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Grappling With Darwin's Idea

Grappling With Darwin's IdeaMany people are unsettled by Darwin's theory of evolution. In PBS's new "Evolution" mini series, Tufts Daniel Dennett explains why.

Medford/Somerville, Mass. [09.25.01] Published almost 150 years ago, Charles Darwin's theory of natural selection has had a long and controversial life. While his views of evolution are no longer considered "radical" -- as they once were -- many people continue to grapple with their impact on religion and human society. For its critically acclaimed miniseries "Evolution," PBS turned to Tufts' Daniel Dennett to explain why many people still consider Darwin's ideas "dangerous."

"It's a great idea but it's dangerous because it requires us to invert our usual scheme of purpose and meaning and replace a 'top-down' theory with a 'bottom-up' theory," Dennett said during one of the opening segments of the PBS series.

Under the theory, the meaning of life isn't dictated by a divine creator, but by laws of science and nature.

"Darwin's idea of natural selection makes people uncomfortable because it reverses the direction of tradition," Dennett said in an interview with PBS.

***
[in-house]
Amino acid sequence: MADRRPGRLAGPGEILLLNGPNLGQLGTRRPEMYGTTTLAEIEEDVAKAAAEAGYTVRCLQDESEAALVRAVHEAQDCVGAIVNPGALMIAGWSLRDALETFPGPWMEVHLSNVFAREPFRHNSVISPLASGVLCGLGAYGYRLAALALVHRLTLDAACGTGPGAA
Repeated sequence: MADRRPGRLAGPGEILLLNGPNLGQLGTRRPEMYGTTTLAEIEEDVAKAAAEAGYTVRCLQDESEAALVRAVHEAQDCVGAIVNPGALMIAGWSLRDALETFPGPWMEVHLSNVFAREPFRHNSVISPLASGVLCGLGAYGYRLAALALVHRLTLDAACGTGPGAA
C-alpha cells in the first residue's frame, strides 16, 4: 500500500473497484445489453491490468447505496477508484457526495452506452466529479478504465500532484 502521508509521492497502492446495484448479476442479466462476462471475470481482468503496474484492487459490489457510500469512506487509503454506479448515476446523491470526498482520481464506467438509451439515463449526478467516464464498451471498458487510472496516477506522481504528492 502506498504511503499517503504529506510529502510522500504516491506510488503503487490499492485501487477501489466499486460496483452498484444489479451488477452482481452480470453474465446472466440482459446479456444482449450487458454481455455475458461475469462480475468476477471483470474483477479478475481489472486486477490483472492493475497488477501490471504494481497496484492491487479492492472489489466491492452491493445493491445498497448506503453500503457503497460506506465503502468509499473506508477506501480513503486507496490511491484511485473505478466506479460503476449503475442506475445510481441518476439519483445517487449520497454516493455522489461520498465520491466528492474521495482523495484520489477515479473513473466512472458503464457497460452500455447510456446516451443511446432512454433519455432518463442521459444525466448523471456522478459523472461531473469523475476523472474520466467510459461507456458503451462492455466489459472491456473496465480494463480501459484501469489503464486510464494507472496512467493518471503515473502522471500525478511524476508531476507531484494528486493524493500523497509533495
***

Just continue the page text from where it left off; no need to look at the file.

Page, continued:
People become particularly unsettled when the theory is applied to humans.

"If Darwin is right, then we become just another effect," the Tufts philosophy professor told PBS. "I think many people are terribly afraid of being demoted by the Darwinian scheme from the role of authors and creators in their own right into being just places where things happen in the universe."

But Dennett says Darwin's ideas don't mean that humans aren't set apart from the world's other animals.

"I think that one can see from a Darwinian account how the addition of culture in our species turns us into a very special sort of animal -- an animal that can be a moral agent in a way that no other animal can be," he said.

So where does religion fit into Darwin's theory of natural selection?

According to Dennett -- who heads Tufts' Center for Cognitive Studies -- he believes there is still room for a "creator."

"After Darwin, God's role changes from being the designer of all creatures, great and small, to being the designer of the laws of nature, from which natural selection can unfold, to being just perhaps the chooser of the laws," Dennett said.

But Darwin's ideas -- which Dennett ranks above the work of Einstein and Newton -- may require humans to make one sacrifice.

"There's nobody to thank," he said. "The gratitude that we may feel on a beautiful day when everything is just seeming so wonderful, the desire to say 'thank you,' there's no appropriate recipient for our gratitude."

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